“I made this photo of a group of fishermen who were preparing their nets before going out to sea on a beach in central Dili, the capital of East Timor a few months before the withdrawal of the international peacekeepers stationed there. East Timor (officially titled the Democratic Republic of Timor-Leste) a former Portuguese colony for three centuries, suffered 24 years of brutal Indonesian occupation that left more than 250,000 dead and much of the country’s infrastructure destroyed. International armed forces entered the country in 1999 and even if formal independence was declared in 2002, extreme poverty, internal rivalry and mistrust, riots and violence required the blue-helmeted soldiers to stay for five consecutive missions. A decade after, Asia’s youngest country, has made significant progress but with the departure of UN troops. Still, the future remains uncertain. I included this image in my story because I wanted to show the return to normal life .”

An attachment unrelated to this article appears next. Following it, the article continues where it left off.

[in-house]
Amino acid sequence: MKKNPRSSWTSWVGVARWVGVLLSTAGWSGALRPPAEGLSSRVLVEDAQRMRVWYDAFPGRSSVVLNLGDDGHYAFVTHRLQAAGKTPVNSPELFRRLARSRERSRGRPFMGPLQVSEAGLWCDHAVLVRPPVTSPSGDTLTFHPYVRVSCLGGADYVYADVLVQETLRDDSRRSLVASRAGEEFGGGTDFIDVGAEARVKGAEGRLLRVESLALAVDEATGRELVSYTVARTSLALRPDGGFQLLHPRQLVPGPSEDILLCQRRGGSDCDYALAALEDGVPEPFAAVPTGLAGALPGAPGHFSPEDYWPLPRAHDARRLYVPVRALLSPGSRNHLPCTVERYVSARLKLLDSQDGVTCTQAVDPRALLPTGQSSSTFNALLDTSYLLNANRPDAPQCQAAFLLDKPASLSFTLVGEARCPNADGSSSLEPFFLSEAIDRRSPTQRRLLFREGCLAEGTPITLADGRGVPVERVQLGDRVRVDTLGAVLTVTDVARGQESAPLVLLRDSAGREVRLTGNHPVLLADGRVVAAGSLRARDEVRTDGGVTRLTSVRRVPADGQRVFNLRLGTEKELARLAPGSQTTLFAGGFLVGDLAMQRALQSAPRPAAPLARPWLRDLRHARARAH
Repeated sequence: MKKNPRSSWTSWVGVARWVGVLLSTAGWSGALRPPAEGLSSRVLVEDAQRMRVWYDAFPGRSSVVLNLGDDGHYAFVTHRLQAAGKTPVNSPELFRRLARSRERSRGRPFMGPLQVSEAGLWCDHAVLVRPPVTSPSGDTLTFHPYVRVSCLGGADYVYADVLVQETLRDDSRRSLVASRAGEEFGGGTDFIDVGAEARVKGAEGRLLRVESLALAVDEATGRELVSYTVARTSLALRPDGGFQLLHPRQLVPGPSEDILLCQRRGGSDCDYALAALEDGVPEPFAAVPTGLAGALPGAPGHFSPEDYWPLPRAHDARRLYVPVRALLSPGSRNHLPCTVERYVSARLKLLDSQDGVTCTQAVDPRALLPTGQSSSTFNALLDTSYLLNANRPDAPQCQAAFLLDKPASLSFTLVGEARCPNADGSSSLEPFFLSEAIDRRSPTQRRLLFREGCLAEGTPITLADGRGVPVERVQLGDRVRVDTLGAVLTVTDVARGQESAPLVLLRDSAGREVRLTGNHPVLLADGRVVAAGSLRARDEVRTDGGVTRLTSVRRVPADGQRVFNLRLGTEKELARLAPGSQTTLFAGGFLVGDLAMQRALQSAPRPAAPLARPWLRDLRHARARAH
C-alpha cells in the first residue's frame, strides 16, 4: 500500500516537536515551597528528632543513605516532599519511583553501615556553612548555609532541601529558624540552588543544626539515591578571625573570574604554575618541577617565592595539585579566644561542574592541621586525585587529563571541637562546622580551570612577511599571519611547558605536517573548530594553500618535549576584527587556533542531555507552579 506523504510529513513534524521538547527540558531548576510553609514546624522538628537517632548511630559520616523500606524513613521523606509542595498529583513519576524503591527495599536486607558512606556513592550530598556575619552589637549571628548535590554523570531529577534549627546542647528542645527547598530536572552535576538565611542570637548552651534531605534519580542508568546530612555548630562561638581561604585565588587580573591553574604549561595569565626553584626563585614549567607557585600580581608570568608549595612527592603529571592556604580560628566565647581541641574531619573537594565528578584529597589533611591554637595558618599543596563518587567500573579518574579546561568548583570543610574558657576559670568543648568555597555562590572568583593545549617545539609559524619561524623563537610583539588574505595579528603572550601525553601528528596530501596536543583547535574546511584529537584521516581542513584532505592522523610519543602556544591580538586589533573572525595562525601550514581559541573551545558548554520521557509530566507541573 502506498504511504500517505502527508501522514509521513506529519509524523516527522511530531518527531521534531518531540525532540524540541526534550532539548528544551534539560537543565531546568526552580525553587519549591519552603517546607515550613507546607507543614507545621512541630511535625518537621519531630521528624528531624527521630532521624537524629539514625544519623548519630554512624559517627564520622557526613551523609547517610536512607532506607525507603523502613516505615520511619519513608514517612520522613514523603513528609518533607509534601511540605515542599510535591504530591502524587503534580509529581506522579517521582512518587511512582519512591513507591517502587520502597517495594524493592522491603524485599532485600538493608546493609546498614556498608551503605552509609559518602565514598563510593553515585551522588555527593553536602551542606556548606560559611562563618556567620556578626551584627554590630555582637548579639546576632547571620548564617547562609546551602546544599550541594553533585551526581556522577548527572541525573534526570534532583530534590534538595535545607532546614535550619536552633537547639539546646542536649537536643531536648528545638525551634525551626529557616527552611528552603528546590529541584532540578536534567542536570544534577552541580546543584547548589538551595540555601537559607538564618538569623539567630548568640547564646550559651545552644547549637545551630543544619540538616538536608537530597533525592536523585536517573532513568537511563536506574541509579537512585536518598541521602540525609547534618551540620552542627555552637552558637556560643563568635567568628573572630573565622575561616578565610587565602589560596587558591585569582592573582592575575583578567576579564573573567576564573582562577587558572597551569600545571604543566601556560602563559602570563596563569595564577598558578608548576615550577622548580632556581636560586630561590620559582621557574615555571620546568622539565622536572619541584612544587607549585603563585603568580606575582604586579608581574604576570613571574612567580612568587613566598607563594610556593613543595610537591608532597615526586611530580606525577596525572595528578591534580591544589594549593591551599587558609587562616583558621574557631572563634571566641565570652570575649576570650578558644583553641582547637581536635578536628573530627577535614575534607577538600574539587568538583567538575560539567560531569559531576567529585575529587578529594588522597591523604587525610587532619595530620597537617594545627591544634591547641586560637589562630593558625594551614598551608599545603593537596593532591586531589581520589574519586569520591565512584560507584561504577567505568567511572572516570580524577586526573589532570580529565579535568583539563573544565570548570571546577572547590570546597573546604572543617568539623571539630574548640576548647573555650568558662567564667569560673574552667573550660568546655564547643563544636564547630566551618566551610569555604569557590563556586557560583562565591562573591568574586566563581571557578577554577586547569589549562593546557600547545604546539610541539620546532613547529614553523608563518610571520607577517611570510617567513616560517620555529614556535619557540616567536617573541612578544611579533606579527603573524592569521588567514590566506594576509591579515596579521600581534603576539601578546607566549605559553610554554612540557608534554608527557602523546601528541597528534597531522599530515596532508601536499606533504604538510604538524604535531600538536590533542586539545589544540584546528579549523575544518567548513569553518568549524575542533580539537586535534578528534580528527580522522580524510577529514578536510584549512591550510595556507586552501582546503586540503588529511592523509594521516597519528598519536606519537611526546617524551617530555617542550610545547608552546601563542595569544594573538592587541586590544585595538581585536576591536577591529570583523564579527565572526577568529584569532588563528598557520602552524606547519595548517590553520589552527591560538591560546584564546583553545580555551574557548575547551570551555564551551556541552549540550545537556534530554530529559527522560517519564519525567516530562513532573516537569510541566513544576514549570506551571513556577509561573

Katharine MacDaid May 23, 2013

Posted by Geoffrey Hiller in Scotland.
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Lynne, Orkney Islands, Scotland 2001

Katharine MacDaid (b.1979, Belfast) spent her childhood in Oman and America and studied photography at Napier University and then the Royal College of Art where she gained her masters. She has recently returned from Oman where she produced a large body of work as she explored the interior of the country far from the expat enclaves. Her ongoing project “Kate and Denis” looks at her parents with a dry humor and often bracing honesty about what makes relationships last. Katharine’s work has been exhibited at the Macro Testaccio Rome, The Palm Springs photo festival and the Ian Parry Scholarship exhibition. She currently lives in London.

About the Photograph: